On Wednesday afternoon, the president of Exodus International, one of the largest “ex-gay” organizations in the world, issued an apology to the LGBT community. “I cannot apologize for my beliefs about marriage,” Exodus President Alan Chamber wrote in a sincerely worded letter. “But I do not have any desire to fight you on your beliefs or the rights that you seek. My beliefs about these things will never again interfere with God’s command to love my neighbor as I love myself.” Hours later, Chambers announced that Exodus would be closing its doors permanently, after 37 years in operation. I felt two distinct reactions to this news: relief for LGBT people who have felt attacked and abused by the social and political messages perpetuated by Exodus, and hope for what this change means for both gay and “ex-gay” people alike.
I have some first-hand experience with Exodus – not as a participant, but as an observer. In November 2007, I attended the organization’s North Atlantic Regional Conference in upstate New York. At the time, I was producing a short documentary film, “Just As I Am,” which explored the “ex-gay” movement through two opposing perspectives: an active Exodus ministry leader, and an ex-”ex-gay” minister who belonged to Exodus in the 1980s. BK, the ministry leader, was going to the conference to lead the music during the worship services, so she brought me along.
I was excited, if a bit nervous, about the experience. Having grown up in a liberal Boston suburb, I wasn’t used to being around people who disagreed with my views on LGBT equality. The one choice I made beforehand was to not disclose my sexual orientation to anyone while I was there. I didn’t want to lie, but I also didn’t want my personal life to distract from the reasons I was there. I’ve never been interested in becoming heterosexual, if such a thing is possible, so my sexuality was irrelevant.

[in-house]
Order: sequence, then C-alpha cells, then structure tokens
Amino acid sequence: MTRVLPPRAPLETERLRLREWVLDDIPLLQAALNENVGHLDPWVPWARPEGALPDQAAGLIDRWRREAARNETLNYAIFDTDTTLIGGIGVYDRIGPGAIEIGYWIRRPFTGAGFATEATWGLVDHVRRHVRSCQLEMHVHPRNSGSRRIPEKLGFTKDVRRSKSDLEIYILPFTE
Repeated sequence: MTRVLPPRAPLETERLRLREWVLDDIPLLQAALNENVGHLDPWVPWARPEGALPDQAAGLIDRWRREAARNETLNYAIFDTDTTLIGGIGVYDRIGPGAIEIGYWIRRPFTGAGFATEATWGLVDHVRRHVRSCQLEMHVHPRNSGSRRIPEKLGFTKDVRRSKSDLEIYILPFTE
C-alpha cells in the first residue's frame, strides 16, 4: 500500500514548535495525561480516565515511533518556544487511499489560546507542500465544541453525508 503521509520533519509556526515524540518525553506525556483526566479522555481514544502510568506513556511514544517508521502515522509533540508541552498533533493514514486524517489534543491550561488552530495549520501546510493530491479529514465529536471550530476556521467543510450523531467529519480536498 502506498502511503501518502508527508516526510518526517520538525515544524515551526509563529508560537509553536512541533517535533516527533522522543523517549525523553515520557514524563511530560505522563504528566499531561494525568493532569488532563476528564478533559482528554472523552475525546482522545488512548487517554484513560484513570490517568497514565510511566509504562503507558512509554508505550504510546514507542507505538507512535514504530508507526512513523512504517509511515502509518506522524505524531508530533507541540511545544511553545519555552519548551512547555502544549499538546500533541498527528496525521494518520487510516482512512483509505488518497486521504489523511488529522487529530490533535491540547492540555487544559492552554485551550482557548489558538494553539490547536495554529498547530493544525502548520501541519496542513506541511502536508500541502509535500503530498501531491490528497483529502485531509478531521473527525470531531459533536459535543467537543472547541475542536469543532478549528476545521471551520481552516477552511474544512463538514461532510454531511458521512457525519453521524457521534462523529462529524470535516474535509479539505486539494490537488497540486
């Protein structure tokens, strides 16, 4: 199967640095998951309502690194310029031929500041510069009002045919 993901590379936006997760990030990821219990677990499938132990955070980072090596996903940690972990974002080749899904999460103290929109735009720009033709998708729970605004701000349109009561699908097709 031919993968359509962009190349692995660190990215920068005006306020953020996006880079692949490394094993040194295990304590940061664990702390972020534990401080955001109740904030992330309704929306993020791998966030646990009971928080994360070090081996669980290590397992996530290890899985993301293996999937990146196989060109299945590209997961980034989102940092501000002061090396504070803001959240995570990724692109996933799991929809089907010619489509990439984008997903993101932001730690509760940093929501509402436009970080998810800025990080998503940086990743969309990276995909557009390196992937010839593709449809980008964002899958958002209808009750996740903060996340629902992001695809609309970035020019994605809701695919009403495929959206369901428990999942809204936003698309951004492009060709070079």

I was allowed at the conference under one very reasonable condition: promising to protect the anonymity of the rest of the participants. However, even though most of the Exodus members I met declined to be interviewed, all of them were incredibly welcoming and friendly. They were happy to speak off the record, and they didn’t seem interested in finding out personal details about my political, social, or religious views. On an individual basis, the people I met were not set on proselytizing. They just wanted me to respect their right to have their own views. Despite this friendliness, I still kept parts of my own identity anonymous. If they weren’t asking, I wasn’t going to tell.
Everything started to change on Saturday night, when an Exodus representative asked to speak with me privately. A worship service was in process, so we stepped outside and stood on a porch. The representative’s demeanor quickly changed from one of kindness to one of suspicion. “I want to know what your agenda is,” he demanded.
I was shocked. “I’m making a film about BK and her journey in the ex-gay movement. I have permission to be here.”
The representative wasn’t satisfied. “People have made films about us before. They’ve lied to us and distorted our messages. I have no reason to believe that you’re any different.”